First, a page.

MOSFET: Drain-Induced Barrier Lowering
If small channel length MOSFETs are not scaled properly, and the source/drain junctions are too deep or the channel doping is too low, there can be unintended electrostatic interactions between the source and the drain known as Drain- Induced Barrier Lowering (DIBL).
Operation of DIBL:
- The phenomenon can be understood from Fig. given below, where we have schematically plotted the surface potential along the channel for a long channel device and a short device.
- We see that as the drain bias is increased, the conduction band edge (which reflects the electron energies) in the drain is pulled down, and the drain channel depletion width expands.
- For a long channel MOSFET, the drain bias does not affect the source-to-channel potential barrier, which corresponds to the built-in potential of the source-channel p-n junction.
- Hence, unless the gate bias is increased to lower this potential barrier, there is little drain current. On the other hand, for a short channel MOSFET, as the drain bias is raised and the conduction band edge in the drain is pulled down (with a concomitant increase of the drain depletion width), the source-channel potential barrier is lowered due to DIBL.
- This can be shown numerically by a solution of the two dimensional Poisson equation in the channel region. Simplistically, the onset of DIBL is sometimes considered to correspond to the drain depletion region expanding and merging with the source depletion region, and causing punchthrough breakdown between source and drain.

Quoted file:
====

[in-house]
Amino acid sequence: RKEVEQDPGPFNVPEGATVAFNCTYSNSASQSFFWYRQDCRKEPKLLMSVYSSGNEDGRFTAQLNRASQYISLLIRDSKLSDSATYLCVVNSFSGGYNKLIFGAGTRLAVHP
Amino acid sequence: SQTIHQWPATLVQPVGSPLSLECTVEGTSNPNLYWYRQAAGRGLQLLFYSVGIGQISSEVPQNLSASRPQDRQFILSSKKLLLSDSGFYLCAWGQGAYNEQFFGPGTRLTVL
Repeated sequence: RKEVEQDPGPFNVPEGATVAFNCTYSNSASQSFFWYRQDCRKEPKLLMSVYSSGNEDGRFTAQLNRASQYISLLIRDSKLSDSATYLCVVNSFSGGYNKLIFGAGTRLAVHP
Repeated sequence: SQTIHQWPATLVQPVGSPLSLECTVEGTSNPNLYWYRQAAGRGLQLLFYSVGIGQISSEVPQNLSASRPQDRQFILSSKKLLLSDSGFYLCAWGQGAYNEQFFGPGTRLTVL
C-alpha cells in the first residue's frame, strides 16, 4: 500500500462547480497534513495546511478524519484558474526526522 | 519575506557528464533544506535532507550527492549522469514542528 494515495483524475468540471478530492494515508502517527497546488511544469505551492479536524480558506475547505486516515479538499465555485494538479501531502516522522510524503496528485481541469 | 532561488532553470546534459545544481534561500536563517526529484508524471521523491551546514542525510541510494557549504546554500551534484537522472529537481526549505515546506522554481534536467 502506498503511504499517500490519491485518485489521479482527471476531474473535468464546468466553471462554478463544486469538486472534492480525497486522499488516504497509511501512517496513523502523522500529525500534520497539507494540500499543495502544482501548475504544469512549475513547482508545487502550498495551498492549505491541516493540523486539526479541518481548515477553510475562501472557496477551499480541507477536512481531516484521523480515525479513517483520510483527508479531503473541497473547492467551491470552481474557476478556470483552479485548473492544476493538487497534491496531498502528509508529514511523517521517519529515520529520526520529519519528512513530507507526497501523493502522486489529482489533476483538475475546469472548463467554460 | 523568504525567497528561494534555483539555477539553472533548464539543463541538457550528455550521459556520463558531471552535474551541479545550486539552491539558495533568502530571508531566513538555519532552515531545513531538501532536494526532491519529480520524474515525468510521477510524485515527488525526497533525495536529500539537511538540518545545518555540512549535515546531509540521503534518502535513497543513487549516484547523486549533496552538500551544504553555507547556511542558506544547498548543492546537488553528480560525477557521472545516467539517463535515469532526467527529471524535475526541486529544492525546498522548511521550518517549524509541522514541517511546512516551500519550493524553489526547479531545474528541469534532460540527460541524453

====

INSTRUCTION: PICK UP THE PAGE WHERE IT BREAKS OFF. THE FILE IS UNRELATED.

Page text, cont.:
- However, it must be kept in mind that DIBL is ultimately caused by the lowering of the source-junction potential barrier below the built-in potential. Hence, if we get DIBL in a MOSFET for a grounded substrate, the problem can be mitigated by applying a substrate reverse bias, because that raises the potential barrier at the source end
- This works in spite of the fact that the drain depletion region interacts even more with the source depletion region under such back bias.
- Once the source-channel barrier is lowered by DIBL, there can be significant drain leakage current, with the gate being unable to shut it off.
Solution of this problem:
The source/drain junctions must be made sufficiently shallow (i.e., scaled properly) as the channel lengths are reduced, to prevent DIBL. Secondly, the channel doping must be made sufficiently high to prevent the drain from being able to control the source junction. This is achieved by performing what is known as an anti-punchthrough implant in the channel.
Sometimes, instead of such an implant throughout the channel (which can have undesirable consequences such as raising the VT or the body effect), a localized implant is done only near the source/drains. These are known as halo or pocket implants. The higher doping reduces the source/drain depletion widths and prevents their interaction.
For short channel MOSFETs, DIBL is related to the electrical modulation of the channel length in the pinch-off region, ΔL. Since the drain current is inversely proportional to the electrical channel length, we get
for small pinch-off regions, ΔL. We assume that the fractional change in the channel length is proportional to the drain bias,
where λ is the channel length modulation parameter. Hence, in the saturation region, the expression for the drain current becomes